The prolific jockey Tomas Mejia has been banned from riding in America after it was revealed he used an electronic ‘stunner’ to win a race at Monmouth Park.
The Panamanian, who has amassed career prize money just shy of $3 million, was photographed holding the prohibited device during the September 3 renewal. His mount, Strongerthanuknow, went on to win after a late charge for the line after entering the final straight in third place.
Later, a video was shared on Twitter that appears to show him handing an object to a member of staff immediately after the race.
Rider, Mejia clearly passes ‘something’ to person with the blue bucket. (see video)
A short 5 furlong race on a pleasant day.
Blue bucket guy quickly sponges Strongerthanuknow neck as if it ran a gutbuster 12 furlong race in hot weather! (left neck is where it would have buzzed) pic.twitter.com/8SipfRD3B5
— Sharon McKay? (@WingedCharm) September 16, 2021
The investigating stewards at Monmouth Park confirmed that the device could be used to ‘shock’ a horse into running faster via an electric current, and that Mejia had it in his possession immediately after the race and prior to dismounting.
However, because they could not prove beyond all doubt that the jockey had actually used the device, the final result will stand with Strongerthanuknow confirmed as the winner.
After presenting their evidence in a hearing on September 9, authorities removed the jockey from all of his booked rides before handing him a ten-year suspension and a fine of $5,000.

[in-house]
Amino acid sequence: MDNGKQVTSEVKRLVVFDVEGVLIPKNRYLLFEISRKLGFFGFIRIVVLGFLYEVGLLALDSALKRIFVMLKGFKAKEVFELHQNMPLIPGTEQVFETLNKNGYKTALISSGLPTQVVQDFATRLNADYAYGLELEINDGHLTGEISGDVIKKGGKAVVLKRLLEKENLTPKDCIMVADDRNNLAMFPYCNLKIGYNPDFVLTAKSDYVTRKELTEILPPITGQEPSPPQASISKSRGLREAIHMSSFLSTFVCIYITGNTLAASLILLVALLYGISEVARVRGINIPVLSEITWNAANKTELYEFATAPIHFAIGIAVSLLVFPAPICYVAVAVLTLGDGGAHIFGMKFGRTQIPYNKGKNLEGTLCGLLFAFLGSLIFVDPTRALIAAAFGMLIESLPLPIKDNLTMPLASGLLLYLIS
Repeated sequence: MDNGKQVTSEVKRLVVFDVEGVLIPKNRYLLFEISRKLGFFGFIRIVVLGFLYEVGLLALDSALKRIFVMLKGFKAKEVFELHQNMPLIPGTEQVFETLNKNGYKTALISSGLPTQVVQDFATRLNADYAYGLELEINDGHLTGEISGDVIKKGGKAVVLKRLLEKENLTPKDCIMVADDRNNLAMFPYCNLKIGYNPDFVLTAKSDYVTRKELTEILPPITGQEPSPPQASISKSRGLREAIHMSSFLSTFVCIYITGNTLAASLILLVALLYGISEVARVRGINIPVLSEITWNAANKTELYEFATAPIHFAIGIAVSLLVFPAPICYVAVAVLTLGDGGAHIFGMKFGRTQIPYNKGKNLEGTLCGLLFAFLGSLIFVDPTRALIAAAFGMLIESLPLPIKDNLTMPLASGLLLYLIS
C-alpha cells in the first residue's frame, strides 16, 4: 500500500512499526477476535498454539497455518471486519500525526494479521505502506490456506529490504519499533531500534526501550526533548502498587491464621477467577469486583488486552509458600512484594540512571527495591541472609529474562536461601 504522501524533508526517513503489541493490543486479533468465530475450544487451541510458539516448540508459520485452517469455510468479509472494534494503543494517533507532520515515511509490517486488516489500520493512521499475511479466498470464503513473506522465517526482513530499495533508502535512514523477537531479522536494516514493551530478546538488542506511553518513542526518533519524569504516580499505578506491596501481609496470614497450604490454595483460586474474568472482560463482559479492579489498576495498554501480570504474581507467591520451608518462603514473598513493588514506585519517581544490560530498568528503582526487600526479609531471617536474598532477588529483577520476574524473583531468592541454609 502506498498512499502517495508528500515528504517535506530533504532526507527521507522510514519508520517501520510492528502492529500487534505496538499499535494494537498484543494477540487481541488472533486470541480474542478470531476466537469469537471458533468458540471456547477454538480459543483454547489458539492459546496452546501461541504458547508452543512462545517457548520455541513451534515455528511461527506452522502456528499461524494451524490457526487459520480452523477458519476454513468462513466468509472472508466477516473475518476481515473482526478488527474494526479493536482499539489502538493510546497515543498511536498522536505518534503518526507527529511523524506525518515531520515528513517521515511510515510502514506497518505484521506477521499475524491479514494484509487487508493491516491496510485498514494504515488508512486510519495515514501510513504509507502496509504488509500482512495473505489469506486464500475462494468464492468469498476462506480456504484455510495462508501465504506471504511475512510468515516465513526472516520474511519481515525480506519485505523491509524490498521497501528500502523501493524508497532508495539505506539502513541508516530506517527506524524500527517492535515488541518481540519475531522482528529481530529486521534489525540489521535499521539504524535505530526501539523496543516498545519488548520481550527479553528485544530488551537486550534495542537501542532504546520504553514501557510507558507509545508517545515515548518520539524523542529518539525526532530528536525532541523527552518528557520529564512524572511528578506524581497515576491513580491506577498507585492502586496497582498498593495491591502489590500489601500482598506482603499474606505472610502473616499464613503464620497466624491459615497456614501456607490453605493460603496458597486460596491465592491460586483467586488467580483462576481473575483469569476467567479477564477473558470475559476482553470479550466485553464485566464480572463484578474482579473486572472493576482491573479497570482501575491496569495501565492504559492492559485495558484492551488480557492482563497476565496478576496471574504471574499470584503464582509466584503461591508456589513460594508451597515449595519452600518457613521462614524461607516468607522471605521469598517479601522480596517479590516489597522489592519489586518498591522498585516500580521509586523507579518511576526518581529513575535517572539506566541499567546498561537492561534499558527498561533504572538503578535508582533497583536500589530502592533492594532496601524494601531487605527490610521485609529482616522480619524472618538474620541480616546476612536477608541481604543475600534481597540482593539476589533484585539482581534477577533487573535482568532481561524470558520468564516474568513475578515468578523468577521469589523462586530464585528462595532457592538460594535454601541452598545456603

The 26-year-old is likely to be banned from all racetracks under the jurisdiction of the New Jersey Racing Commission, while it is likely that other venues around the country will follow suit. Monmouth have recommended that Mejia’s jockeys’ licence is permanently revoked as well, although they don’t have the authority to enforce as such.
A noted rider in the United States with 110 career victories, Mejia has racked up 42 wins from 350 starts this year, including 19 at Monmouth Park.
Cracking the Whip
Racing authorities in the United States have made their rules on whip use far more stringent in recent times, and as a consequence some jockeys are turning to ‘alternative’ means to find their edge out on the track.
At Monmouth Park, which falls under the jurisdiction of the New Jersey Racing Commission, whips can only be used as a safety precaution – numerous jockeys have been suspended or fine for their misuse this year.
And Mejia isn’t the first jockey to get caught using a buzzer in the US. Roman Chapa was banned for five years and fined $100,000 for his use of an electric shocking device at Sam Houston Race Park back in 2015. The veteran was photographed with the buzzer in his left hand in the race, but later claimed it was Photoshopped in an attempt to frame him.
In 2020, Denny Velazquez was handed a one-year ban and fined $10,000 by stewards at Canterbury Park. They allegedly found him to be in possession of a similar electrical device and a loaded gun when searching his vehicle.